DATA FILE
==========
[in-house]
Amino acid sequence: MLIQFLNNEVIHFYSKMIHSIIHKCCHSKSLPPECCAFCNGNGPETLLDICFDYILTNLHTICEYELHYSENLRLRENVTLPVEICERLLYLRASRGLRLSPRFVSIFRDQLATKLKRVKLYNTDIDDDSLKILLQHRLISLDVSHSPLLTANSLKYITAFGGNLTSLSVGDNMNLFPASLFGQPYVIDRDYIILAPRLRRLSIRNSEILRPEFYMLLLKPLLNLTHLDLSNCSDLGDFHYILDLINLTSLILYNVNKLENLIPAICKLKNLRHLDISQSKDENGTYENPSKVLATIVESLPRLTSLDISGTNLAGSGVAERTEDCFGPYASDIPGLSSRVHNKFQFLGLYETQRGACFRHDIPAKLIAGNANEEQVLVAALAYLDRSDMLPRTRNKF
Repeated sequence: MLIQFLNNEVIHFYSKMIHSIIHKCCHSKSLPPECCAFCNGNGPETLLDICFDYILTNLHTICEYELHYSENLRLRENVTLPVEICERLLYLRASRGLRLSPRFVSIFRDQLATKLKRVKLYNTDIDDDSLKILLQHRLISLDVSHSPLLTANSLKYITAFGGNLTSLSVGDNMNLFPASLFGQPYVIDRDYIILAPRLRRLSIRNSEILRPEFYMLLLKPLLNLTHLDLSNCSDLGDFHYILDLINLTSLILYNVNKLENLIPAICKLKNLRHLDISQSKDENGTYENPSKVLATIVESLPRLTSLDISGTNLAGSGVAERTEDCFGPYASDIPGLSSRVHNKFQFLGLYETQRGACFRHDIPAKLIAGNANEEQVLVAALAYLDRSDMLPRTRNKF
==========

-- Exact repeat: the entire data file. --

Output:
[in-house]
Amino acid sequence: MLIQFLNNEVIHFYSKMIHSIIHKCCHSKSLPPECCAFCNGNGPETLLDICFDYILTNLHTICEYELHYSENLRLRENVTLPVEICERLLYLRASRGLRLSPRFVSIFRDQLATKLKRVKLYNTDIDDDSLKILLQHRLISLDVSHSPLLTANSLKYITAFGGNLTSLSVGDNMNLFPASLFGQPYVIDRDYIILAPRLRRLSIRNSEILRPEFYMLLLKPLLNLTHLDLSNCSDLGDFHYILDLINLTSLILYNVNKLENLIPAICKLKNLRHLDISQSKDENGTYENPSKVLATIVESLPRLTSLDISGTNLAGSGVAERTEDCFGPYASDIPGLSSRVHNKFQFLGLYETQRGACFRHDIPAKLIAGNANEEQVLVAALAYLDRSDMLPRTRNKF
Repeated sequence: MLIQFLNNEVIHFYSKMIHSIIHKCCHSKSLPPECCAFCNGNGPETLLDICFDYILTNLHTICEYELHYSENLRLRENVTLPVEICERLLYLRASRGLRLSPRFVSIFRDQLATKLKRVKLYNTDIDDDSLKILLQHRLISLDVSHSPLLTANSLKYITAFGGNLTSLSVGDNMNLFPASLFGQPYVIDRDYIILAPRLRRLSIRNSEILRPEFYMLLLKPLLNLTHLDLSNCSDLGDFHYILDLINLTSLILYNVNKLENLIPAICKLKNLRHLDISQSKDENGTYENPSKVLATIVESLPRLTSLDISGTNLAGSGVAERTEDCFGPYASDIPGLSSRVHNKFQFLGLYETQRGACFRHDIPAKLIAGNANEEQVLVAALAYLDRSDMLPRTRNKF